Adult T-lymphoblastic lymphoma is rare and has a poor prognosis. In the 80s, following the introduction of sequential, intensified chemotherapy, complete remissions in the order of 75%-95% of treated patients, were achieved. However, several patients, namely those with advanced disease, continued to relapse either in remission or during maintenance therapy. Moreover, all these early studies were not able to detect any valuable prognostic index to predict the outcome. In an attempt to reduce the relapse rate, upfront autologous stem cell transplantation in patients in complete remission was introduced. The results obtained with this approach were quite homogeneous, indicating a probability of disease-free survival of about 65%-75% and an overall survival rate of 60%. Successive therapies designed since 2000 were able to obtain complete remissions of above 90%, with a relapse rate in the order of 30% and an overall survival comparable to that obtained with the transplant procedure. Yet, these studies were also unable to detect valuable prognostic factors predictive of the outcome. Moreover, no study on the biologic profile of the disease has been developed. To improve the prognosis of Tlymphoblastic lymphoma it seems necessary to create national registries to collect both clinical and biological data of all lymphoblastic lymphoma patients. In this way it will be possible to reach critical numbers of data with which valid statistical analysis may be performed that is able to detect factors influencing the outcome. Moreover, subsets of patients needing intensified procedures such as stem cell transplant may be detected at diagnosis.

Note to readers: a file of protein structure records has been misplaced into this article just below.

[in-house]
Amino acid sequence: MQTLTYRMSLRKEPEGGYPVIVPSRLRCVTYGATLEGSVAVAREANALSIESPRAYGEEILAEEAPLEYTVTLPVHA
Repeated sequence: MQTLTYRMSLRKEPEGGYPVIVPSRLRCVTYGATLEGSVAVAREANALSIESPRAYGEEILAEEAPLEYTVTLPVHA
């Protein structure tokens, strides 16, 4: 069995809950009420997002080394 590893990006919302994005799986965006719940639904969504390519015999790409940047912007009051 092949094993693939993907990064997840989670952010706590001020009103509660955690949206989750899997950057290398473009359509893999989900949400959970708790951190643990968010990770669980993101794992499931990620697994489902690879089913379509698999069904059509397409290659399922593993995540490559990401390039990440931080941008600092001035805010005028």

- Autologous stem cell transplantation, intensified chemotherapy
- T- Lymphoblastic lymphoma
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